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Jayson said:
Yes you'd want more for the track, and no for the road unless your sensitive you'd be fine. I say hold off though, till the PSS9's come out and sombody gets those, with the massive adjustment they have you could set it up both ways to each extreame.
Jayson,

FYI, the Bilstein PSS9 M5 kit is being sold now as Shox site shows them at $1400. When I contacted Bilstein in mid December & posted about this new kit, they told me they were already shipping this product. For on-line reference, just look up '97-'02 540i...the M5 kit is the same part# according to Bilstein.

http://www.bilstein.com/html/applications/pss9/index.htm
http://www.shox.com/appguide/shoxshop/productsdisplay.php
 

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Lscman said:
Jayson,

FYI, the Bilstein PSS9 M5 kit is being sold now. When I contacted Bilstein in mid December & posted about this new kit, they told me they were already shipping this product. For on-line reference, just look up '97-'02 540i...the M5 kit is the same part# according to Bilstein.

http://www.bilstein.com/html/applications/pss9/index.htm
http://www.shox.com/appguide/shoxshop/productsdisplay.php
LSCMAN: From Bilstein's website:

E39 8cyl. Incl. M5 96-02 GM5-A455-H0

Now that the PSS9 is available, which would you choose (PSS9, H&R, etc.)and why?
 

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If so, it will be interesting to hear what caster/camber adjustability limitations are exhibited by this new GC plate for OEM springs. It may not offer the alignment flexibility range of the GC kit setup.
That would be my guess, too, but my primary goal was slightly more neg. camber w/o increased ride height w/stock springs for the street, so a more limited range of adjustment would not be that big a deal to me. It would concern me more if I tracked more often, however, but if I did that, more likely than not I'd go with replacement springs or a full coil-over kit anyway.
 

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canysmc said:
LSCMAN: From Bilstein's website:

E39 8cyl. Incl. M5 96-02 GM5-A455-H0

Now that the PSS9 is available, which would you choose (PSS9, H&R, etc.)and why?
Kinda summarized in recent threads.....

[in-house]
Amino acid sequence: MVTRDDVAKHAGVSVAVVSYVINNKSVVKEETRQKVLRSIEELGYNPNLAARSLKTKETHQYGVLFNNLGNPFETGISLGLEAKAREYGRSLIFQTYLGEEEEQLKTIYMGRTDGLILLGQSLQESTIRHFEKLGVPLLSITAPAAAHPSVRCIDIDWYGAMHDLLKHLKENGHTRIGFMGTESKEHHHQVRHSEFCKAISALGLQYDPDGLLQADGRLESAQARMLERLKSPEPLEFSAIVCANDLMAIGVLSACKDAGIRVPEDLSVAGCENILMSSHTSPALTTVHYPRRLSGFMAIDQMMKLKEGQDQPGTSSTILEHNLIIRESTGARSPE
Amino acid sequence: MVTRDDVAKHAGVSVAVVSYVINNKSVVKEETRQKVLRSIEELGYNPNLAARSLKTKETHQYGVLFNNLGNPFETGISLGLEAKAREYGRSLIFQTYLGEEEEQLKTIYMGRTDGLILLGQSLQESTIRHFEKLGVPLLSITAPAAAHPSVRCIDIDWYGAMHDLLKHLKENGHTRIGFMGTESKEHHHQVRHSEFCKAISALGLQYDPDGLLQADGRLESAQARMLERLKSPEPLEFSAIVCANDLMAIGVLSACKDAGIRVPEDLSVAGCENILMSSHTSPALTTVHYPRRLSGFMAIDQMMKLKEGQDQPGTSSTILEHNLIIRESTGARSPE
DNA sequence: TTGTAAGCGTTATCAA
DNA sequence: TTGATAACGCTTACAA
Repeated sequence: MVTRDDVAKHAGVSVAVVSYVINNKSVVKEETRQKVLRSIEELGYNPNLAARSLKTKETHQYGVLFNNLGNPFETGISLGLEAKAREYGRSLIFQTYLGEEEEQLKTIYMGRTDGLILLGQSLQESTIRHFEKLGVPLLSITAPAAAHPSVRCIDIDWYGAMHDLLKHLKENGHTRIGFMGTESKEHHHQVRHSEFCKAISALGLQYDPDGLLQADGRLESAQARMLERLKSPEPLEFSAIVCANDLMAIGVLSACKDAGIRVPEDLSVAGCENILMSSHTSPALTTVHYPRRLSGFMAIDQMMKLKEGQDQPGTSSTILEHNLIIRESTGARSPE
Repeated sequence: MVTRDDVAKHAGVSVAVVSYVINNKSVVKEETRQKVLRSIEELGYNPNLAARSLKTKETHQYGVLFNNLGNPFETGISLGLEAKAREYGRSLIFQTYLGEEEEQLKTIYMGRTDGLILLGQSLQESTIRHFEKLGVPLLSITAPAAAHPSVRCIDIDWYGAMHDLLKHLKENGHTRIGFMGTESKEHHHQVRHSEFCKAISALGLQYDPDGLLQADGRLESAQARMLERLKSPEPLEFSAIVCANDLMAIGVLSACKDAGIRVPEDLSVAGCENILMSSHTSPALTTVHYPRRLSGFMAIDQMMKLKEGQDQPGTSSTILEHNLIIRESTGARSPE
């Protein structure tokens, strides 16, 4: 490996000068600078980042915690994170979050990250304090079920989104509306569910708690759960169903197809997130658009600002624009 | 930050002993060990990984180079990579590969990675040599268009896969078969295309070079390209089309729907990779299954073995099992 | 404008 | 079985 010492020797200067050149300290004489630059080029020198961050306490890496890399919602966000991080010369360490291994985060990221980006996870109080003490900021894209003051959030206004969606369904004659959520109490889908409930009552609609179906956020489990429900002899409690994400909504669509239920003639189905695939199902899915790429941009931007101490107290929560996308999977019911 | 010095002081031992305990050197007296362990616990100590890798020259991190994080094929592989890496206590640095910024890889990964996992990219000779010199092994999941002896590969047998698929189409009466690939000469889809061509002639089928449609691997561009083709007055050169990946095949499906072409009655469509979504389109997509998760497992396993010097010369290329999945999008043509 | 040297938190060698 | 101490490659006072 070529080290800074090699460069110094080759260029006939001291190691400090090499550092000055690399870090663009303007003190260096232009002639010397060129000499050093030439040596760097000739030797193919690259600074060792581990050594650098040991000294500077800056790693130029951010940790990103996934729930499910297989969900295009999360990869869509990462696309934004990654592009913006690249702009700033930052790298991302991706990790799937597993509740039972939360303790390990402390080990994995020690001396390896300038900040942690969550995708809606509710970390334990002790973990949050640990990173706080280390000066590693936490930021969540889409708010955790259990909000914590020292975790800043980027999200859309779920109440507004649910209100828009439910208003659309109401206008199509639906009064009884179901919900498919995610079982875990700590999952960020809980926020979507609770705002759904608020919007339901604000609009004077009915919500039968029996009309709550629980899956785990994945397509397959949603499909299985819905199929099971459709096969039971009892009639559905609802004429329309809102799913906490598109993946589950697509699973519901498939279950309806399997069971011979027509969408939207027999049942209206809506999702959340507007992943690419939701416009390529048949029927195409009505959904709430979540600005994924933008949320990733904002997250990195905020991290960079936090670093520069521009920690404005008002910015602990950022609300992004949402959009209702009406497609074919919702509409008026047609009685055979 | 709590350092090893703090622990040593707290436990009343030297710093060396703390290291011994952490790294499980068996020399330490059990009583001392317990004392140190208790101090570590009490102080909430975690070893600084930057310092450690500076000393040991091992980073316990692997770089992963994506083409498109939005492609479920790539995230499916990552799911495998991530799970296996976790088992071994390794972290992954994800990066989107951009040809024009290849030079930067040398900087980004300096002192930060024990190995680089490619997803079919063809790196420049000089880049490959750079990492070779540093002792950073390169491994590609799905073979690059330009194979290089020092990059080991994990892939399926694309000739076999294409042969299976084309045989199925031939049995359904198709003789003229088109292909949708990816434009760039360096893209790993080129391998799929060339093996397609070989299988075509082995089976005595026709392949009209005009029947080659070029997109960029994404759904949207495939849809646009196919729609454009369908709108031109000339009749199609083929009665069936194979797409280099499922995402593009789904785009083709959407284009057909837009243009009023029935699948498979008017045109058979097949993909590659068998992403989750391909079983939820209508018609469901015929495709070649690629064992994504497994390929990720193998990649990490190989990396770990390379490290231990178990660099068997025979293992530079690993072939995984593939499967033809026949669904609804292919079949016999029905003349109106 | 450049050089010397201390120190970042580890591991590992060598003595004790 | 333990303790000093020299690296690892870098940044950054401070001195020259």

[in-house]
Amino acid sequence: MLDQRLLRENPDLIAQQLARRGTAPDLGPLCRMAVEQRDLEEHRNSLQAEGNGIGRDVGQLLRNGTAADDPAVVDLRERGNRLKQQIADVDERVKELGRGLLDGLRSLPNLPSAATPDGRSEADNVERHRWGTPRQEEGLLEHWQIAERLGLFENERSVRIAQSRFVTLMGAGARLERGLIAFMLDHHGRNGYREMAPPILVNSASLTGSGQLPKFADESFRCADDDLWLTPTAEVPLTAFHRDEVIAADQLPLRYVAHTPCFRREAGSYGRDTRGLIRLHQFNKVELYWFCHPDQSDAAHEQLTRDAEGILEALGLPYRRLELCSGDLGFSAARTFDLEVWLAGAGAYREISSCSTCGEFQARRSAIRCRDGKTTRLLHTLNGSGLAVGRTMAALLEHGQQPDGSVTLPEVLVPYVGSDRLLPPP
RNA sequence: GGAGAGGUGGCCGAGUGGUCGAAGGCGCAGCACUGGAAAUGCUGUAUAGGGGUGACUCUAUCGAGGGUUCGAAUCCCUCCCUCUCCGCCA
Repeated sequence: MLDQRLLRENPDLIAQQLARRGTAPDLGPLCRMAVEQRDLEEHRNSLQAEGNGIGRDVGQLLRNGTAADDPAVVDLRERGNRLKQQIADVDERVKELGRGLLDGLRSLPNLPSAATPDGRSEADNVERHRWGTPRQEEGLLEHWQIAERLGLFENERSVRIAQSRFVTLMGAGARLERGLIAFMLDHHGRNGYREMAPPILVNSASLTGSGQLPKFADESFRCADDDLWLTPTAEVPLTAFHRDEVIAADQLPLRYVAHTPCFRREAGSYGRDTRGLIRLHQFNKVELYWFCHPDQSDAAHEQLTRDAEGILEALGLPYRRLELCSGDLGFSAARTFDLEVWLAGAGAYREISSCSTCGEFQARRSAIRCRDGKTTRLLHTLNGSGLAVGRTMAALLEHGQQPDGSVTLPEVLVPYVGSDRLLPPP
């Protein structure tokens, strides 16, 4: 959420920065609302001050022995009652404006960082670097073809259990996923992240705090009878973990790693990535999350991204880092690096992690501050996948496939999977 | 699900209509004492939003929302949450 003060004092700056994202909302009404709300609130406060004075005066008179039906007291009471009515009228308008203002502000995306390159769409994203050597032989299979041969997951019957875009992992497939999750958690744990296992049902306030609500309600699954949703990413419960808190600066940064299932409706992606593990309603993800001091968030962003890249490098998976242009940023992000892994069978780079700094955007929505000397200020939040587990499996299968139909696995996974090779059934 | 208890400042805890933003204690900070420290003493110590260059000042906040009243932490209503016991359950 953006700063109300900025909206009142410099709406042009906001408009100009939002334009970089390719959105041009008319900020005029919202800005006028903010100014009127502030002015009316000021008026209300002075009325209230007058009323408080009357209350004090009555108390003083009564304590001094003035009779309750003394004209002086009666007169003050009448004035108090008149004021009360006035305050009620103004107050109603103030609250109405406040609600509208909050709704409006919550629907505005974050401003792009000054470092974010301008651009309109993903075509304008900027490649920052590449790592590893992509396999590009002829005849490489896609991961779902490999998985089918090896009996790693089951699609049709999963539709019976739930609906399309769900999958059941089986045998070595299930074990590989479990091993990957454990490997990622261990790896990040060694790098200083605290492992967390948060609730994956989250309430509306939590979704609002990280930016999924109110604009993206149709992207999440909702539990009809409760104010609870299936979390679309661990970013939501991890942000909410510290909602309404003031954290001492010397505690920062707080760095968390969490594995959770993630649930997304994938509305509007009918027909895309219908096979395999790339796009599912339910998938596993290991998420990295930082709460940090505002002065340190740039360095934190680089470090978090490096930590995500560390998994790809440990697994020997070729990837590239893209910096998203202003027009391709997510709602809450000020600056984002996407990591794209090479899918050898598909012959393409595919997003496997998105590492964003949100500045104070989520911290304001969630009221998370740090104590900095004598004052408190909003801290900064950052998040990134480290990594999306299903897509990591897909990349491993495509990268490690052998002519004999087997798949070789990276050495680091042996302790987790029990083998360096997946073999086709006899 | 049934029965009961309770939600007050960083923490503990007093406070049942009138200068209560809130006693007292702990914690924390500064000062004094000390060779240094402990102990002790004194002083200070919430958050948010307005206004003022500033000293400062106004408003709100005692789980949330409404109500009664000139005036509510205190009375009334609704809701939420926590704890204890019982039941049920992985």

Each system has different pros and cons when it comes to ride height, camber adjustability, track handling and ride quality. The intended use & characteristics/preferences will define the winner for each consumer.

There are still some key questions that need answered with respect to GC strut plate compatibility with PSS9. Quick, adjustable alignment is a key ingredient for track duty. GC's kit sure does offer that...plus to a degree, user-selectable spring rates. Dialing in 1-2 degrees of ADDITIONAL neg camber with an allen wrench can easily cut a second off lap times. Such a setting does not work on street, so Dinan plates are not a winner. I can not recommend a suspension system for track that does not allow generous camber adjustability. As such, GC remains the no-brainer choice for track.
 

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Need4Spd said:
That would be my guess, too, but my primary goal was slightly more neg. camber w/o increased ride height w/stock springs for the street, so a more limited range of adjustment would not be that big a deal to me. It would concern me more if I tracked more often, however, but if I did that, more likely than not I'd go with replacement springs or a full coil-over kit anyway.
Yea...assuming the new plates offer more than 1/2" movement towards neg camber (lol). A 1/4 degree won't help much. It may help to look at an OEM M5 to see how close the perch and spring assy is to the tower at various steering wheel positions. This will show what GC can do without ride height changes. I have no feel for how much room there is for movement with the big springs..
 

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I do think the Pss9 is prob the best overall system, but it does require the ability and patience to tune it as well since rebound and compression are adjustable along with height of course it could and likely will take time to get your taste down.